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March 2007 SIP Magazine
Volume 2 / Number 2

Integration of SIP & SS7 for VoIP:
Opportunities and Challenges

By James P. Rafferty, Feature Articles

 
 

There is strong momentum in the telecom industry as carriers make the shifts to providing voice and other services over an emerging SIP network infrastructure. However, there is a large class of customers whose phones are circuit-based and a tremendous amount of existing circuit-switched infrastructure that will be in the carrier networks for years to come. One of the challenges for carriers is to transition in stages to a SIP-based core network and related applications, while leveraging existing infrastructure and providing a package of services for both traditional and IP phone users. One of the keys to accomplishing this is by providing support for interworking between the traditional circuit-switched signaling methods and SIP. In particular, the SS7 (Signaling System 7) signaling approach is widely deployed on telephone switches that were deployed during the past twenty years.

A variety of standards groups have taken on the challenge of providing interworking between the large SS7 install base and SIP. (define - news - alert) In this article, we will review the various efforts that have been made in standards bodies to address these needs and consider typical use cases on how SIP and SS7 can be used together to provide connectivity and voice services for both IP and circuit switched users.

 

SS7 and Voice-over-IP

The SS7 network emerged in the 1980’s as carriers began to design their networks in a way that would be more friendly toward the development of various enhanced services. SS7 followed earlier technologies like the Integrated Services Digital Network (ISDN), but was different in that SS7 utilized a separate overlay network for signaling, so that it would be possible for signals and media (for example, voice or fax) to follow separate pathways when traversing the public circuit-switched network. By separating the signaling from the media path, it was possible to improve network efficiency, evolve more complex services and offer extra protection for signaling within network equipment.


The greatest success story of SS7 to date has been in providing the signaling infrastructure that is used for virtually all cellular wireless calls worldwide. However, SS7 is also widely used in the landline circuit network, also known as the Public Switched Telephone Network (PSTN). The use of SS7 can vary greatly. For example, the SS7 ISDN User Part (ISUP) is a call control protocol and is primarily used for setting up and tearing down calls, albeit with much more information being contained about the calls than was commonly the case on earlier networks like ISDN. Another common use of SS7 is for database access applications. Here, the Transaction Capabilities Application Part (TCAP) plays a key role by enabling the lookup of database information that is commonly used for applications such as local number portability.

As SIP has become the mainstream protocol for VoIP, the need arose for SIP-based equipment to interwork with virtually all of the existing PSTN protocols. Among these, SS7 is arguably the most important, since it was the last of the major PSTN protocols to emerge and is widely used for all kinds of existing enhanced services in both landline and wireless applications. In line with this, there has been a great deal of standards work done by a variety of different bodies to enable effective interworking between SS7 and SIP (see Table 1). In the sections to follow, we will examine the most important of these standards developments and discuss the current state of deployments.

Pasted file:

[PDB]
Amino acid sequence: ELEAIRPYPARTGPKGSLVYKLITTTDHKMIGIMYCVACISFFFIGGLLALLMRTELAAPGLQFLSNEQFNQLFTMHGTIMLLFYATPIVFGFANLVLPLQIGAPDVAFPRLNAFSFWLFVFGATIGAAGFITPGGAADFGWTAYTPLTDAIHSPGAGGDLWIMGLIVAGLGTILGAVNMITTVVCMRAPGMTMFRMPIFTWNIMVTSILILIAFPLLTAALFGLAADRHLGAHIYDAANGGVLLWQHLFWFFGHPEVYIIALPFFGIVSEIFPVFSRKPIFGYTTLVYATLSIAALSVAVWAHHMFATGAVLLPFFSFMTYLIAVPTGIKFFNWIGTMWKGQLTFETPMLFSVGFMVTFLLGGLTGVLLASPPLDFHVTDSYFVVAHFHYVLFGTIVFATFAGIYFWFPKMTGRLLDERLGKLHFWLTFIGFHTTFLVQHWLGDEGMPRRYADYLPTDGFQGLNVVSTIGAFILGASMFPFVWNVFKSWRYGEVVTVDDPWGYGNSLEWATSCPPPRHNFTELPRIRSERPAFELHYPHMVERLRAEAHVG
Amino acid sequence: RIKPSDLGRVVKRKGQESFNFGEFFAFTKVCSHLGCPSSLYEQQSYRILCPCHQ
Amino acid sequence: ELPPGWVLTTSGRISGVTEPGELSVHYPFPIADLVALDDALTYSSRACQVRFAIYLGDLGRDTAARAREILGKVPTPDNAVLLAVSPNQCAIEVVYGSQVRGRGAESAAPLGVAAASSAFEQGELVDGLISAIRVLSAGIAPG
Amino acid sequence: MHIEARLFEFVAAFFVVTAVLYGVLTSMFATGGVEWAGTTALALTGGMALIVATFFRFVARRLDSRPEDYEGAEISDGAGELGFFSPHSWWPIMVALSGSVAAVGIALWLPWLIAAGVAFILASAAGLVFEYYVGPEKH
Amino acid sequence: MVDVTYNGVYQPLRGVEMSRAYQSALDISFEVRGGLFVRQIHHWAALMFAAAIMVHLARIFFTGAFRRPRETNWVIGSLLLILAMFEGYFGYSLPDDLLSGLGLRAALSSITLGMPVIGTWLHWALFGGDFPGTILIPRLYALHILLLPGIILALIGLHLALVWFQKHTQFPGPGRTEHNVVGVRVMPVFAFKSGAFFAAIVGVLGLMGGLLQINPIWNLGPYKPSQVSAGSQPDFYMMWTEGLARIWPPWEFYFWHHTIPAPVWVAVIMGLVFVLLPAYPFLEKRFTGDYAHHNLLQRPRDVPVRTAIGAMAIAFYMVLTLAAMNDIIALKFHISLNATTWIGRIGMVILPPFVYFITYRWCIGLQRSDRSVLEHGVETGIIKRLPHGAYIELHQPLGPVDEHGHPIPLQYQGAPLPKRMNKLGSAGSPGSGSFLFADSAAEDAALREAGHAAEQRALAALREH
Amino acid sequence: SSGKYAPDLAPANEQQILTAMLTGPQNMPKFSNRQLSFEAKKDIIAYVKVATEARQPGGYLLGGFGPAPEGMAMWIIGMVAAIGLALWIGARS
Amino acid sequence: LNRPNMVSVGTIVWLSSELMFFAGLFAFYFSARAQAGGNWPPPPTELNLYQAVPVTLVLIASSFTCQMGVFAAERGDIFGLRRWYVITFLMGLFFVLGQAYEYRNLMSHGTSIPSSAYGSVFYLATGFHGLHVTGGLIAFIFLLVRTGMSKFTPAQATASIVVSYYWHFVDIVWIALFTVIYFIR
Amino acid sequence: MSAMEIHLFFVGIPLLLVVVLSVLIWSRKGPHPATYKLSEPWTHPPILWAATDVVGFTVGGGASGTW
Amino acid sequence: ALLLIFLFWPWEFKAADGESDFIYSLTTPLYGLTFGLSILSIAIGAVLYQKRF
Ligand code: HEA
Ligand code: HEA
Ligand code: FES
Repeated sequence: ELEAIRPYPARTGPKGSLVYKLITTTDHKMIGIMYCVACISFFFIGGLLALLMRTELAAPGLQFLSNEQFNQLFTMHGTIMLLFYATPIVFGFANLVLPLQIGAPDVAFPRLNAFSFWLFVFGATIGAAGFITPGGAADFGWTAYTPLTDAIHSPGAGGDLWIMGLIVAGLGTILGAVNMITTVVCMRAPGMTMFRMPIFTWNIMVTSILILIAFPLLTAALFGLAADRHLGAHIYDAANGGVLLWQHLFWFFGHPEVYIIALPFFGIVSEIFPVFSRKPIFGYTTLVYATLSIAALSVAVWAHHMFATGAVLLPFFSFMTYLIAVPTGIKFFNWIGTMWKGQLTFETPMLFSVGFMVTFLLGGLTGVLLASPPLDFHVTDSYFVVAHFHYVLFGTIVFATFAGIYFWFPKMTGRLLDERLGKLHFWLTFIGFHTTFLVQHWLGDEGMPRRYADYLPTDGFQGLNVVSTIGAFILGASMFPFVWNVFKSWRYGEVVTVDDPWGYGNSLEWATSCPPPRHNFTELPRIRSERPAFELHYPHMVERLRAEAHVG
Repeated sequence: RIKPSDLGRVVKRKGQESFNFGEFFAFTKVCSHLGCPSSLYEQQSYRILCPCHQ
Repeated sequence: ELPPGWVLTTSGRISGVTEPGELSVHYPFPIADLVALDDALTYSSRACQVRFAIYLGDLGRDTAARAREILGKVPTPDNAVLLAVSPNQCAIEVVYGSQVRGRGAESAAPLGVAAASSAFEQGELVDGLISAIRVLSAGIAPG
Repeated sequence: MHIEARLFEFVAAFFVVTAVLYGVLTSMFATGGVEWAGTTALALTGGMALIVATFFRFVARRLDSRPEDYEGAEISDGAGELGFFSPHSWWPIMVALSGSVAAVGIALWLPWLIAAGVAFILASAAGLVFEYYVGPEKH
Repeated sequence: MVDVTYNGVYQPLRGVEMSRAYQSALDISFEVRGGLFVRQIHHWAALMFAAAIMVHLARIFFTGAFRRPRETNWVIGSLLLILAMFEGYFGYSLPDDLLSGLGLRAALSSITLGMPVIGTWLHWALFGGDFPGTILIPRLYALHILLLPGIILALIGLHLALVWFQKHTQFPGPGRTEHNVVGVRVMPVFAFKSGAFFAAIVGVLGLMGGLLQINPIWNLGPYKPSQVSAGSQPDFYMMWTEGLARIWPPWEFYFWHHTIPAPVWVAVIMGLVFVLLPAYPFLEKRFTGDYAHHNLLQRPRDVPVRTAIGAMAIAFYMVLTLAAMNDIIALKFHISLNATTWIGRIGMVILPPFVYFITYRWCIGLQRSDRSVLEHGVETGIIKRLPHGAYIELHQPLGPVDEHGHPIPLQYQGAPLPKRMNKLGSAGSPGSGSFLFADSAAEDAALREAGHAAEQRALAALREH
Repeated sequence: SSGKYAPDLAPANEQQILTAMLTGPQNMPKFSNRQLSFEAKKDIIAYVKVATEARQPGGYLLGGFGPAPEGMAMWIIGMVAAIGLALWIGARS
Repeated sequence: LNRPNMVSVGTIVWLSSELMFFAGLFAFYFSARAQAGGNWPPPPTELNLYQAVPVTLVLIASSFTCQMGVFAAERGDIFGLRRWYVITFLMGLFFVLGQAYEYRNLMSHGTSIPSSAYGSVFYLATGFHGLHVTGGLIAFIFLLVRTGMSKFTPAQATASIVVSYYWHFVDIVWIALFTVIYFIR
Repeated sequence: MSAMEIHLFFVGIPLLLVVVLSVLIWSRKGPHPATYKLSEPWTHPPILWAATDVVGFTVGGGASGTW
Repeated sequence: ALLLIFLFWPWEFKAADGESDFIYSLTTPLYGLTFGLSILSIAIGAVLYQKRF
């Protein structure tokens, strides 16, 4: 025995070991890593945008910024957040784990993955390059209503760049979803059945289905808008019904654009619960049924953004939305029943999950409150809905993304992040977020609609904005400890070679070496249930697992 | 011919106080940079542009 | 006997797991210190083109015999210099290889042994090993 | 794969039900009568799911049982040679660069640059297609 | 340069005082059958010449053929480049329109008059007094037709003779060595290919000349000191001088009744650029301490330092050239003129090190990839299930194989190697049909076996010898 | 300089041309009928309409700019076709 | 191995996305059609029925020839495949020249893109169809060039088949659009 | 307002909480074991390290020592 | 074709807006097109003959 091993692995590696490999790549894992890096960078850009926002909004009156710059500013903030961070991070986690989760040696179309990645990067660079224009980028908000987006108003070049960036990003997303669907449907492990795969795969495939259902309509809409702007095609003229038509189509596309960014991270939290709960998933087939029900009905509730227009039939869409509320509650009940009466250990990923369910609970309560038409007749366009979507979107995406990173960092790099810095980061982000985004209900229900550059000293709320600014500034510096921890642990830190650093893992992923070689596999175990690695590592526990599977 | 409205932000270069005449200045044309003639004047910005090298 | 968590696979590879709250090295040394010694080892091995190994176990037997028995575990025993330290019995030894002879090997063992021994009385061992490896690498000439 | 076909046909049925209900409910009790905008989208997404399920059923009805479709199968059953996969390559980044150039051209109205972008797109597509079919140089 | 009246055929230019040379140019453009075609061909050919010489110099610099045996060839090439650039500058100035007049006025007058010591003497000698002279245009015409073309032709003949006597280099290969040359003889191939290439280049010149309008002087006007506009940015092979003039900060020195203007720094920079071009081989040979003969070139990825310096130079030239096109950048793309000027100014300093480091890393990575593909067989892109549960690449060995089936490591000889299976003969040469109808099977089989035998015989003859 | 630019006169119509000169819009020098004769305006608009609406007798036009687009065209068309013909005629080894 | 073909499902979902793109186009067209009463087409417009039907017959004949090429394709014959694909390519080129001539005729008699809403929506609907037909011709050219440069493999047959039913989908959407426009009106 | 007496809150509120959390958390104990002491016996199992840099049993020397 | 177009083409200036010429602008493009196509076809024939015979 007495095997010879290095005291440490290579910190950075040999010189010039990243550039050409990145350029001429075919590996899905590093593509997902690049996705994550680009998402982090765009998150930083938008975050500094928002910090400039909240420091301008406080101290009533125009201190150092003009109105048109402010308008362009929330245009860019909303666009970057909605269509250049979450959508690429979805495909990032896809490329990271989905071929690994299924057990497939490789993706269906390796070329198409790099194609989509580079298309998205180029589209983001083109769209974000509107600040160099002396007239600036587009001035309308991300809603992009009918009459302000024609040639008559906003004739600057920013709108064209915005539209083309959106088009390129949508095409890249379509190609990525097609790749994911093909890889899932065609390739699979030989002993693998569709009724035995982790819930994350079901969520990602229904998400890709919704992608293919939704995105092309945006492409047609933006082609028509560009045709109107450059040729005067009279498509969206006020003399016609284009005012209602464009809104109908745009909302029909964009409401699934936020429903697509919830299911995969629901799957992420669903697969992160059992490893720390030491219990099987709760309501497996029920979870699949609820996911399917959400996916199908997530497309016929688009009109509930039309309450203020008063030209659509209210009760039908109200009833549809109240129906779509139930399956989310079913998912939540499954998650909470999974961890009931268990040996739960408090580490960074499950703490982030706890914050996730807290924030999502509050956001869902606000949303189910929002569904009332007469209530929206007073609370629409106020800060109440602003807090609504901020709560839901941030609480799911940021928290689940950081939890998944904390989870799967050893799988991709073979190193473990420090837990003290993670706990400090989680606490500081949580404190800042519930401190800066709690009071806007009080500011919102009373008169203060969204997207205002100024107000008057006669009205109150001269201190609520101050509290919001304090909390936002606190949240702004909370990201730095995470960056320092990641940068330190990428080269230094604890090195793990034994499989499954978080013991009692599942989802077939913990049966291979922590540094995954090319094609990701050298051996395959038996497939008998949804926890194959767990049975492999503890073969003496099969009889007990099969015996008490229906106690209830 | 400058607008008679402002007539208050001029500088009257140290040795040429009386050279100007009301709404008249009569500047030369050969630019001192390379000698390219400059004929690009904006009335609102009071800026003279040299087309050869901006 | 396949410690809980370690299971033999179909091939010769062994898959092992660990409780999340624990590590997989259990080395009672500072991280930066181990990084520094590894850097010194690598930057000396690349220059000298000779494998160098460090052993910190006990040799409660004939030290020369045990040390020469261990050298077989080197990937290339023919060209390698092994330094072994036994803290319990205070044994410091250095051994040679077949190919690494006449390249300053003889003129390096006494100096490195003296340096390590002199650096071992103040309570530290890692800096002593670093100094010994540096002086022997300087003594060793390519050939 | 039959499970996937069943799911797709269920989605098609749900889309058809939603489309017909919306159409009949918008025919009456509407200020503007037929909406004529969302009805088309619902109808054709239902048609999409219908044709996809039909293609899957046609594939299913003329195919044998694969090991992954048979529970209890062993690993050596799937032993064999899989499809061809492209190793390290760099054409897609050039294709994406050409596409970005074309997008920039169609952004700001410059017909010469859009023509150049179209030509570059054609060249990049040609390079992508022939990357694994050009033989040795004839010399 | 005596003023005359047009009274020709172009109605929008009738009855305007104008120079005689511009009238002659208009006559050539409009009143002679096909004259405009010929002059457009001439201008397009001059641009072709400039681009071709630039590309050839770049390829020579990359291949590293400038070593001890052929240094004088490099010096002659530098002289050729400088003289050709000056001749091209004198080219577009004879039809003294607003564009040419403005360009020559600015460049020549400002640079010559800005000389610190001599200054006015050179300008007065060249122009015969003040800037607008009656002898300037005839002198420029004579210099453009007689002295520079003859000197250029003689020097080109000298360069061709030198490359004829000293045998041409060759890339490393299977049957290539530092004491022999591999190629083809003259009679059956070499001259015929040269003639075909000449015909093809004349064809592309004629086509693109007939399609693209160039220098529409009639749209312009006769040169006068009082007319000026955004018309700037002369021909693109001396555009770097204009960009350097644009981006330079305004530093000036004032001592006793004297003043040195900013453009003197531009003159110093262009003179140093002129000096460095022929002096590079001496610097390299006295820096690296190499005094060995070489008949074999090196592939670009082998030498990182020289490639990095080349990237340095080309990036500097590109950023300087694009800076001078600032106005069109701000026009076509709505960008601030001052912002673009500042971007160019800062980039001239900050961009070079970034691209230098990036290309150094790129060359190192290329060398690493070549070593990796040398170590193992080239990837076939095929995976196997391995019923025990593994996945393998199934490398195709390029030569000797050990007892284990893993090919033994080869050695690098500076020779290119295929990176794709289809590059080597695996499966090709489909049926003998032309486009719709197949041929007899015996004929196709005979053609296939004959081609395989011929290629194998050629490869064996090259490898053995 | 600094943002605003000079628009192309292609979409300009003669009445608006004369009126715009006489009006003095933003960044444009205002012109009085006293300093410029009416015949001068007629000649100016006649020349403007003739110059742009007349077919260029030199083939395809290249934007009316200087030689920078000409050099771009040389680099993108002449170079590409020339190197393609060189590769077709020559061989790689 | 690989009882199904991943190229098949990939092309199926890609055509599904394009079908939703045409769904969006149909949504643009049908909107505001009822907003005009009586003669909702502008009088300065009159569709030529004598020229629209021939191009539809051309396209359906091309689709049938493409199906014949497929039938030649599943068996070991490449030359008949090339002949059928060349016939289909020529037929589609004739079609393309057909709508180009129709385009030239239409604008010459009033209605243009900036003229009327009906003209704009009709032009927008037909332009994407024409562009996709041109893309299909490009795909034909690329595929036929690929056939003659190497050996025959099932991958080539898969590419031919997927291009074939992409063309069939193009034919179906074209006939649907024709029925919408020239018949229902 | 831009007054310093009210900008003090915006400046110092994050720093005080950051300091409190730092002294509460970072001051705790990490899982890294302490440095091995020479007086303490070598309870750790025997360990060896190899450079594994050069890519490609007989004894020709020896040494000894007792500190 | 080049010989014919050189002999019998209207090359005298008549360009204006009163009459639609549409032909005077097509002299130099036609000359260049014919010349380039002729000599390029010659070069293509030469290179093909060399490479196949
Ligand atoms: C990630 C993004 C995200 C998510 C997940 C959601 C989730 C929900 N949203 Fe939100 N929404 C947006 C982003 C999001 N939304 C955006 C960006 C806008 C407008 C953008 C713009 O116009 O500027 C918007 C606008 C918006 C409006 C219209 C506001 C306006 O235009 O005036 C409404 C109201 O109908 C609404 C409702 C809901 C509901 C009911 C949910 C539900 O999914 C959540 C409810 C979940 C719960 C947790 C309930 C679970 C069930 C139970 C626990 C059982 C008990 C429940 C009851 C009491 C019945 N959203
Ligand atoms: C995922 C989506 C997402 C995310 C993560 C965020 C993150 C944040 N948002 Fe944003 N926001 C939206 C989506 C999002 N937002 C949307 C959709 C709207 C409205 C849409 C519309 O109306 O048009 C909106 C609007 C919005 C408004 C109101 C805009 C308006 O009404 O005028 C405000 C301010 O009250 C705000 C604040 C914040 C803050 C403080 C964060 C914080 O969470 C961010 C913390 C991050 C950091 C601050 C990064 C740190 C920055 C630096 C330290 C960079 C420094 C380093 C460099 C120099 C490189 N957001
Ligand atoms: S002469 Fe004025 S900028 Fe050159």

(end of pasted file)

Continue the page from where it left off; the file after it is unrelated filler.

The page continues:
In the Land of RFCs

The Internet Engineering Task Force (IETF) is the place where SIP originated and where most of the related standards development takes place. The standards produced by the IETF are known as standards track Request for Comments (RFC) documents. The primary RFC document on SIP to SS7 interworking is RFC 3398. This standard was one of the early efforts of the SIPPING working group and its focus is on mapping ISUP messages to SIP messages, and ISUP parameters to SIP headers. This kind of mapping is often implemented via a media or signaling gateway for cases where phone calls are being transported between an SS7 network and a SIP network.

One of the challenges in ISUP to SIP mapping is the existence of several SS7 variants. The most common variants are those of the International Telecommunications Union (ITU) and the American National Standards Institute (ANSI). However, other variants are also possible. RFC 3398 makes some simplifying assumptions to deal with this; it provides its mapping based on the ITU version of ISUP and then offers guidelines on some differences which may occur in other versions.

An example of the mapping of a SIP session to an ISUP session using these conventions can be found in Figure 1.

A key part of this translation is to take the headers of the SIP Invite and then use mapping conventions in order to populate the parameters of the equivalent ISUP setup message, which is called the IAM, or Initial Address Message.

RFC 3398 provides a basic guide to interworking between SIP and ISUP, but it turns out that there are also other RFCs that can help in providing a more robust implementation. For example, there is an RFC 3326 that provides a SIP header that allows ISUP cause codes to be transmitted via SIP, thus offering some additional information to the gateway about what is actually taking place at different stages of an ISUP call, such as at the time of a call release. Support for these RFCs is provided in some existing gateway products, such as the Cantata IMG1010.

 

Union of the Parts